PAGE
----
The lives of two lovelorn spouses from separate marriages, a registered sex offender, and a disgraced ex-police officer intersect as they struggle to resist their vulnerabilities and temptations in suburban Connecticut.
A poet falls in love with an art student who gravitates to his bohemian lifestyle -- and his love of heroin. Hooked as much on one another as they are on the drug, their relationship alternates between states of oblivion, self-destruction, and despair.
In 'Gegen die Wand' Cahit, a 40-something male from Mersin in Turkey has removed everything Turkish from his life. He has become an alcoholic drug addict and at the start of the movie wants... See full summary »
With a job traveling around the country firing people, Ryan Bingham enjoys his life living out of a suitcase, but finds that lifestyle threatened by the presence of a new hire and a potential love interest.
Dean Pereira and Cindy Heller Pereira are a young, working class married couple - Dean currently working as a painter, and Cindy working as a nurse in a medical clinic - with a young daughter named Frankie. Despite their relatively tender ages, they are both ravaged by the life they've eked out together and by the experiences they've had leading into their marriage. Dean, a high school drop out, comes from a broken home, where he never really had a mother figure. He never saw himself getting married or having a family despite falling in love at first sight with Cindy. He doesn't have any professional ambition beyond his current work - which he enjoys since he feels he can knock off a beer at 8 o'clock in the morning without it affecting his work - although Cindy believes he has so much more potential in life. Cindy also comes from a dysfunctional family, with her own mother and father not setting an example of a harmonious married or family life. One of her previous serious ... Written by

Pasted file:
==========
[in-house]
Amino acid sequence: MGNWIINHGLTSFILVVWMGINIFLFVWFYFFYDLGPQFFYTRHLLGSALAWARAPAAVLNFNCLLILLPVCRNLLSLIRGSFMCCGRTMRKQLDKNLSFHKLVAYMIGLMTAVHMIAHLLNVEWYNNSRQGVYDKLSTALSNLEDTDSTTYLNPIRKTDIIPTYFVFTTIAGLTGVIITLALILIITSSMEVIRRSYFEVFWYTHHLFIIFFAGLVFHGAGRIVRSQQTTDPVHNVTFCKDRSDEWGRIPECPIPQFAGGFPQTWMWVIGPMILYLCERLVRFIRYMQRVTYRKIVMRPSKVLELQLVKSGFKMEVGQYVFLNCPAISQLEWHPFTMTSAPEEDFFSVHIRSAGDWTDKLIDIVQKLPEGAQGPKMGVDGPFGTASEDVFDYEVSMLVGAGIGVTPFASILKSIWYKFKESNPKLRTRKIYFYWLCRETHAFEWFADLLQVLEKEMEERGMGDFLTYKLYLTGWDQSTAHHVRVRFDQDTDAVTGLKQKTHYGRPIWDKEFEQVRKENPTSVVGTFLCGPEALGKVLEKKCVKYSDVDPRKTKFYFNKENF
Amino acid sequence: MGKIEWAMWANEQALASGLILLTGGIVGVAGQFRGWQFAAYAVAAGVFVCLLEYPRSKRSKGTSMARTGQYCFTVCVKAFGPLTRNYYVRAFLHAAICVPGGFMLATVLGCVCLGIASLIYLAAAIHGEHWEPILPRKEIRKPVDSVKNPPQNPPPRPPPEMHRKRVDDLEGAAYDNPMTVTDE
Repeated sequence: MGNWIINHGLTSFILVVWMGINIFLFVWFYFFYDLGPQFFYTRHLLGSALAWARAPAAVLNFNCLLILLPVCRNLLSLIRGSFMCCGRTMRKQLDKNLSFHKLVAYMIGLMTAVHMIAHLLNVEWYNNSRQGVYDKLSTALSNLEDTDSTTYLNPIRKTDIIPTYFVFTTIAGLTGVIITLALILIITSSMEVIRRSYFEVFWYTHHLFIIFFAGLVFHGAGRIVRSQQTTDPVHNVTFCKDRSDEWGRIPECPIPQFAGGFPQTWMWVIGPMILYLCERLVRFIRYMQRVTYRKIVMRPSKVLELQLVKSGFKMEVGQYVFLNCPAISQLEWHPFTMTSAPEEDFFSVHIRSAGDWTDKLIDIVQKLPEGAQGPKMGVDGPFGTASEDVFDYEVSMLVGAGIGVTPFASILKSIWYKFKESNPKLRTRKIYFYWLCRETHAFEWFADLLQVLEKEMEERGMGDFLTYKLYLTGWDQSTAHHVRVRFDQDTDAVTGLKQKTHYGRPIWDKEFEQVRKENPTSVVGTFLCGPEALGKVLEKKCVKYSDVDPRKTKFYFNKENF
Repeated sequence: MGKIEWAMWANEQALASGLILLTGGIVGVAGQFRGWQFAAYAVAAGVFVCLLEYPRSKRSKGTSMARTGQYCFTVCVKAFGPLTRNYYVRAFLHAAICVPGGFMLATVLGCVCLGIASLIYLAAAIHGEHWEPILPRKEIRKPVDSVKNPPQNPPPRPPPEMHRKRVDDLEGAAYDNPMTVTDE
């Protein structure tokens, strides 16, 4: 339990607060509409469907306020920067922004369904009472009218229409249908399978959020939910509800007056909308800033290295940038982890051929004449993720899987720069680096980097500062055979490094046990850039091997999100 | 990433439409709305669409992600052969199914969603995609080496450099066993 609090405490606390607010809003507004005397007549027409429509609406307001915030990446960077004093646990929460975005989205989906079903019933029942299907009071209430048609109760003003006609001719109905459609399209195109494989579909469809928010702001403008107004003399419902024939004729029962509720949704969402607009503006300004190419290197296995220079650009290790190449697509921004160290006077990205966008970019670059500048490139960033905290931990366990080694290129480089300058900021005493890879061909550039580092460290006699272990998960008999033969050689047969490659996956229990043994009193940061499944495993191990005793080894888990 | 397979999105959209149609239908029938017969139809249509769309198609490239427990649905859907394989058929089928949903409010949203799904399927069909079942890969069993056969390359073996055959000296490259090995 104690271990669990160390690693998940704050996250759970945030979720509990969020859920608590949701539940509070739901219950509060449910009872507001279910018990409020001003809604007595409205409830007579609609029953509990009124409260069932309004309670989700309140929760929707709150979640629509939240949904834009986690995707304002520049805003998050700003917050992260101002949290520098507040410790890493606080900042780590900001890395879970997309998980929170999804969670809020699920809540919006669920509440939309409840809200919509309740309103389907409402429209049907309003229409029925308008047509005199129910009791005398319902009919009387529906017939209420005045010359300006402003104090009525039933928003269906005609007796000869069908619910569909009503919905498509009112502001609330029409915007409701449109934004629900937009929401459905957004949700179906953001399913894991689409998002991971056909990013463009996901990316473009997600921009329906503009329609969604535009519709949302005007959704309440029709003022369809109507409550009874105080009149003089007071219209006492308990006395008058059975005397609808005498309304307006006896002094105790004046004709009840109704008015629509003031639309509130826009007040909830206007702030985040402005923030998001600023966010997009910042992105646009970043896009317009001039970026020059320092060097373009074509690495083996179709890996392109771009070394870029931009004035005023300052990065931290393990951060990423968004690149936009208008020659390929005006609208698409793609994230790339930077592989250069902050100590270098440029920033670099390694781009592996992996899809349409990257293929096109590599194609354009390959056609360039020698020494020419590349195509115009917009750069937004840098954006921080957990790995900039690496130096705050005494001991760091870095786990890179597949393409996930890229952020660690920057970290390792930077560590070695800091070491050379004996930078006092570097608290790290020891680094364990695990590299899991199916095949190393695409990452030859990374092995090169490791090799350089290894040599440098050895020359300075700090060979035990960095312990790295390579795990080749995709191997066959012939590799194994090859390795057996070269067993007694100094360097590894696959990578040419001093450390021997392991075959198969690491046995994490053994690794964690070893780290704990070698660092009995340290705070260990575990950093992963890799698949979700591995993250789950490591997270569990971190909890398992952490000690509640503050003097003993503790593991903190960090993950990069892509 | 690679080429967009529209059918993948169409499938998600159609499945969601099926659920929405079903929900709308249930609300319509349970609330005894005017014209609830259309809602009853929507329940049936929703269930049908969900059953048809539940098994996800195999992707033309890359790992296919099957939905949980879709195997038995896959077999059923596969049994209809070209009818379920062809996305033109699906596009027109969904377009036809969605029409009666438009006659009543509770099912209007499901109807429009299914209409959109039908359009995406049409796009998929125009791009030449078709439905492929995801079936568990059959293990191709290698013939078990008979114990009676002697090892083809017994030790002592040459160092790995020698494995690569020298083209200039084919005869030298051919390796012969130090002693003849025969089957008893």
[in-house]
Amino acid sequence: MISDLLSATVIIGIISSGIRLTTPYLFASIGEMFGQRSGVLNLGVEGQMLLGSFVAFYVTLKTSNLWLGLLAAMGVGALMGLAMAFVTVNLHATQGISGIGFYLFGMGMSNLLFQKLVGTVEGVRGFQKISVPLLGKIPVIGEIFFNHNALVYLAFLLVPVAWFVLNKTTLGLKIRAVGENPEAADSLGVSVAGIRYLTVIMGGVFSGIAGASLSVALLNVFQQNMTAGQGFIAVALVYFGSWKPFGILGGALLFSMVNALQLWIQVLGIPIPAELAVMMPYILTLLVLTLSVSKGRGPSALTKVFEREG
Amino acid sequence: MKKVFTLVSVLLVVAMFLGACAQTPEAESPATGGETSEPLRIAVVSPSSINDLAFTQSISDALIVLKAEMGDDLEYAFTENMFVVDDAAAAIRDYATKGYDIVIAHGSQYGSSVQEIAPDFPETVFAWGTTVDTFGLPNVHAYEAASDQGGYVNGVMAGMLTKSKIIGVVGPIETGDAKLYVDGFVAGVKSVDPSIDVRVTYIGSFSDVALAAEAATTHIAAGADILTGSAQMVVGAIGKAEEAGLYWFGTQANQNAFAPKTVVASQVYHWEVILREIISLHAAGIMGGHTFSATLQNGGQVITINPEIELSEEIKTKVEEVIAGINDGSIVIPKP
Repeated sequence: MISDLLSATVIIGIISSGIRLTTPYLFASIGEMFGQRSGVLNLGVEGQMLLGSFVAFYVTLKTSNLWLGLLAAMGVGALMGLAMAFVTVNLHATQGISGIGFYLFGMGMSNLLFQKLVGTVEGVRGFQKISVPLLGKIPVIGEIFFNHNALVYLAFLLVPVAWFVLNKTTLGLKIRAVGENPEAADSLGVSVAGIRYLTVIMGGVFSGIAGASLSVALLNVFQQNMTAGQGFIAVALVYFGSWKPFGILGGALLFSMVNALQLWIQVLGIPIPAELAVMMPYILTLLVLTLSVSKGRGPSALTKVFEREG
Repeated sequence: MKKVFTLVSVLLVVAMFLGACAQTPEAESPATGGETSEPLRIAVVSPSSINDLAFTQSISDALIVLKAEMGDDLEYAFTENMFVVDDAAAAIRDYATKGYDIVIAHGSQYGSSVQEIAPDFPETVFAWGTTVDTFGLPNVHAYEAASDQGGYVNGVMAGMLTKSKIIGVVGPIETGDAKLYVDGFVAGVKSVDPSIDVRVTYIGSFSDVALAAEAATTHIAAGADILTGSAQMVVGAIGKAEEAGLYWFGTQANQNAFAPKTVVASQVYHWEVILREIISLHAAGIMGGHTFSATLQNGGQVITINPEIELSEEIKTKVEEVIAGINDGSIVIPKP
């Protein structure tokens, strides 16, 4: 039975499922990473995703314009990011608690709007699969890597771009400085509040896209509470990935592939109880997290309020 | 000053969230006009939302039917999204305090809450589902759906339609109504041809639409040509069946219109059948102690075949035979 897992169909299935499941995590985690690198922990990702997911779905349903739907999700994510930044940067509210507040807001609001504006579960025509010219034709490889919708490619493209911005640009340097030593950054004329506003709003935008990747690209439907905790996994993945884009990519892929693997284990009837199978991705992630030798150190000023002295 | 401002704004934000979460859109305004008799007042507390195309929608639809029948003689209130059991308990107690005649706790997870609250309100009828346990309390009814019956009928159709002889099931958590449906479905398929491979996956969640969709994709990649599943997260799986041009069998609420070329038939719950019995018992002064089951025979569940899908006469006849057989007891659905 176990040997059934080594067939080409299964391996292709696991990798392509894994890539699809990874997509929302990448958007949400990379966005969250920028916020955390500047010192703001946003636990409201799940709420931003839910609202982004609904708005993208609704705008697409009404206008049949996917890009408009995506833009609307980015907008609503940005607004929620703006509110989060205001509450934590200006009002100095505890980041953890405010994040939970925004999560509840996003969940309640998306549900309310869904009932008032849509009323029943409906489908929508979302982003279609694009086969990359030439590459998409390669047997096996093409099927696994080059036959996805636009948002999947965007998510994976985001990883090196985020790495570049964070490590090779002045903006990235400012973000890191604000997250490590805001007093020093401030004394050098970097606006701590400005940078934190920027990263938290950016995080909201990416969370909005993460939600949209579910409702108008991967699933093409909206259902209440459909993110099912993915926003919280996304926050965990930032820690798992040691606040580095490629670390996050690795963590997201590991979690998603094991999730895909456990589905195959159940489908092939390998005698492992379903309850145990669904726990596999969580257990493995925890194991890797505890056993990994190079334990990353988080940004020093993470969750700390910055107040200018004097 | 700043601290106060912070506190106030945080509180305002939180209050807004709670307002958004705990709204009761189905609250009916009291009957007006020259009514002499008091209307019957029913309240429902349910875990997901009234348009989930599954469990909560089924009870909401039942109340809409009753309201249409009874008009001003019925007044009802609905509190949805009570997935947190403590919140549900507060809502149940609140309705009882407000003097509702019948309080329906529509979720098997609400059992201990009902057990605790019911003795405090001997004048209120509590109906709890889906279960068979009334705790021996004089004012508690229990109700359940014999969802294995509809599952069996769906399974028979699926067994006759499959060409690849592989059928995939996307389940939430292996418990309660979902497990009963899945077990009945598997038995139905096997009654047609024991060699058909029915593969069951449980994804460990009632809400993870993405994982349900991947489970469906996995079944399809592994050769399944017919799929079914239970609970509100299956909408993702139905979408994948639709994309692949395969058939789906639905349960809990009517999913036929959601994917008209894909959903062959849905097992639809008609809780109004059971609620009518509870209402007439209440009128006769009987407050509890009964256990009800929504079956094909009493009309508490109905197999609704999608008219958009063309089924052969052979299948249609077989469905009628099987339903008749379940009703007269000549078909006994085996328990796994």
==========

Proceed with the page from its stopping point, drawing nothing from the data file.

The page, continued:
The film was shot on Super 16mm before the marriage of the characters and on RED during the marriage dissolution. See more »
During the scene at the doctor's office the assistant is wearing blue gloves on both hands. She hands equipment to the doctor and in the next shot, from a different camera angle, the assistant suddenly isn't wearing any gloves. See more »
In my experience, the prettier a girl is, the more nuts she is... which makes you insane. You're probably nutty coo coo crazy.
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Blue Valentine: The Most genuine and heartfelt romance in more than a decade.
If ever there was a perfect film that defines the romantic relationship for the 21st century, Derek Cianfrance's 'Blue Valentine' is that film. We begin at a secluded ranch house where a little girl is trying to find her lost dog. We then see her father (Ryan Gosling) comforting her. Enter mom (Michelle Williams), the concerned mother who tries to balance work and her child's needs. Seems like a generally happy household, right? Wrong. Though they may not want to admit it, Dean and Cindy's marriage has been on the rocks for years. Dean decides to take his wife to a sex motel that ends up being more like a Star Trek motel to try to rekindle the way they used to feel about each other. The reason for their bickering is unclear until the flashbacks that have been following the main plot line give you a full understanding of why things have deteriorated so. You see them meet each other, fall madly in love, and then experience well, you'll have to see it yourself.
Personally, I think this is the tragic romance to end all tragic romances. Films will try to beat it, but they will have to work long and hard before they can eek out an ounce of the genuineness with which this film tells its story. Ryan Gosling's performance is one with a true everyman quality while allowing for a full-fledged, interesting character and a brilliantly realized character arc. Michelle Williams does the same. She delivers this role with so much raw truth that you almost forget that it's Michelle Williams and not just an average woman. I would not be surprised at all to see both of these superb talents get nominated for Best Actor Oscars, along with Derek Cianfrance for Best Director and the writing team for Best Original Screenplay.
It's heartbreaking, it's deeply moving; it will have you laughing, crying and singing its praises. Even though the MPAA seems to have a beef with truth in filmmaking, it's hard to imagine this film not being discovered over time and being recognized for the infallible masterpiece that it is.
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